Whidbey Examiner


Bowen says failed project aids in ability to help port

Whidbey Examiner Staff
November 1, 2013 · 3:31 PM

Coupeville resident and Port of Coupeville candidate Dick Bowen talks about a past business deal in Montana. / Nathan Whalen photo

References to a failed sustainable development made by a Port of Coupeville candidate are raising concerns from the port’s incoming executive director.

Those concerns arose after Tim McDonald, who will start as port director Dec. 1, wanted to find out more about candidate Dick Bowen’s experience.

He discovered Bowen was involved with Aspen Trails Ranch, a proposed 325-residence development just outside Helena, Mont, which Bowen mentioned publicly as an example of his experience with sustainable development.

After Montana courts voided the preliminary plat for the development, Bowen’s plans in the Big Sky state went under, according to the Helena Independent Record.

McDonald came to The Whidbey Examiner last week with his concerns. Neither Bowen nor his campaign manager Mary Jane Olson returned multiple requests for comment until after the paper had gone to press Wednesday morning. He did contact the paper Thursday with further explanation about his failed project.

“It was really painful. My wife and I put a lot of financial resources on the line,” Bowen, who has been in development since 1979, said Thursday.

McDonald said the issue for him was Bowen using Aspen Trails Ranch as an example of his abilities, but the record seems to indicate the opposite.

“It’s important to me that the voters take a look at his record and inform their own opinions,” McDonald said.

Bowen said he started gathering investors in 2005, most of whom had done business with him before.

After investors chipped in $850,000, Bowen received an order from Washington Department of Financial Institutions Securities Division. It found he had failed to disclose a reasonable expected annualized return on investment and failed to disclose there was no source to guarantee any repayment to investors, according to the order. The agency also found Bowen failed to disclose significant risks of the investment and failed to give investors any financial statements for Aspen Trails, according to the order.

The state agency ordered him to cease and desist and fined him $2,000 for investigation costs, according to the order.

Bowen noted that he had the investors in 2005, but the order was issued in 2007.

“This was two years after the fact,” Bowen said. He paid the $2,000 rather than go through what he said would’ve been a “long, hairy process” of fighting the results.

McDonald said he looked into Bowen’s past after a candidate forum at the Greenbank Farm where the port commissioner candidate mentioned his experience in sustainable development. After a search on the Internet, McDonald discovered the Aspen Trails Ranch project.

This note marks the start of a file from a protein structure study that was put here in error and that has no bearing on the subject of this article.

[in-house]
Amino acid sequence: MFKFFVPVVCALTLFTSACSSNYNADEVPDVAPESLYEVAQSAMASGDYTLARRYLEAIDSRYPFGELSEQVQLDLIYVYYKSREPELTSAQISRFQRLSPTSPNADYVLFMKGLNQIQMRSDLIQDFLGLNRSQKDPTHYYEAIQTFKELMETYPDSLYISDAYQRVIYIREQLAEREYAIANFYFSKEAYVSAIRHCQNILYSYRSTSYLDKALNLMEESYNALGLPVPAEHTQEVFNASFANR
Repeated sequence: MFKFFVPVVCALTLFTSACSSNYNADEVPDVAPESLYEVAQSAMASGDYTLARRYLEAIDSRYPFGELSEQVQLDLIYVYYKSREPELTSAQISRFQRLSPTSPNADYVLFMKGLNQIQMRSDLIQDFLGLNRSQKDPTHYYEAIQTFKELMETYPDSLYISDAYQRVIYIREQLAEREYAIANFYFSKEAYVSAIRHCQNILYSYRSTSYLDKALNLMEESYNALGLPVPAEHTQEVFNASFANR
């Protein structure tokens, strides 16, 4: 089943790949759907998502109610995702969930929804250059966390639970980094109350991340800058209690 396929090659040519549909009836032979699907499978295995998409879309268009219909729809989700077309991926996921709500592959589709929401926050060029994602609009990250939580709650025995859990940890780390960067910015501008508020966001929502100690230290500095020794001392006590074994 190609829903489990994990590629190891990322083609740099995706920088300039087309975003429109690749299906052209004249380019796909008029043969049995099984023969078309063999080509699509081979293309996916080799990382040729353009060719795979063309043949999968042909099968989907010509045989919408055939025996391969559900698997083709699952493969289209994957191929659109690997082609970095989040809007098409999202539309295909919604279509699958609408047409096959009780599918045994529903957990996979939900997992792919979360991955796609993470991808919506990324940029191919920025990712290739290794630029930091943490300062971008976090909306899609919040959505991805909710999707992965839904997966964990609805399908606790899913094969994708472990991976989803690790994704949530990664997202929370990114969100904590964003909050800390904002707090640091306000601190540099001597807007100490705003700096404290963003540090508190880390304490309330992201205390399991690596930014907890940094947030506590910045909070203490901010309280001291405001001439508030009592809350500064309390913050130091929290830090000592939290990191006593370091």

He said his research didn’t find any signs of his engineering capabilities, sound business practices or sound stewardship.

“I think the record speaks for itself,” McDonald said.

Bowen is running against Mike Diamanti for District 3 for the Port of Coupeville. Voters have received ballots for the mail-in election, which have to be postmarked by Nov. 5 in order to be counted.

Bowen points out the sustainable aspects of the project. A group of graduate students from Cornell University in New York spent six months developing a design that included a 10-acre organic farm, solar panels and drought-tolerant plants, along with systems to capture gray water.

The Helena City Commission approved a preliminary plat for the project, which skirted the city’s boundaries, according to a review by the Public Land and Resources Law Review.

Bowen said neighbors of the project filed suit and successfully argued in court the environmental assessment didn’t provide enough information about the project’s impacts to groundwater and the flood plain.

A district court concluded that the information in the assessment regarding groundwater was inadequate to allow the commission to take a “hard look” at impacts on water quality, according to the review.

Bowen said the lawsuit was filed against the City of Helena and he followed it closely. He said he hired one of the largest engineering firms in Montana to put together the assessment.

A judge, however, voided the preliminary plat and the state Supreme Court eventually upheld the decision. He said he received a further setback when the city of Helena declined to annex the property.

“Here I am in 2007 and I’m basically back to ground zero,” Bowen said. Because the city didn’t annex the property, he said he would have needed to invest millions of dollars to install utilities and services.

When he realized Aspen Trails Ranch wasn’t going to happen, he said he negotiated an agreement with the bank, which took over the land.

“I’m not sure it would have survived the real estate bust,” Bowen said referring to the project if it managed to move forward.

The original site for Aspen Trails was sold to the Prickly Pear Land Trust, which placed a conservation easement on the land that includes fishing access and a park, according to a newsletter from the Montana-based conservation group.

He said the Aspen Trails Ranch was “an incredible learning experience.”

McDonald, who will replace Jim Patton as executive director for the Port of Coupeville, came forward with his research last week.

When asked if Bowen would be willing to work with McDonald if Bowen is elected to the port seat, he said “yes.” He added that he won’t bring personal feelings to the table and believes in consensus.

“I would like to take the opportunity to express my point of view,” Bowen said.

Prior to running for port commission, he had served on the Bainbridge City Council from 1988-1991.


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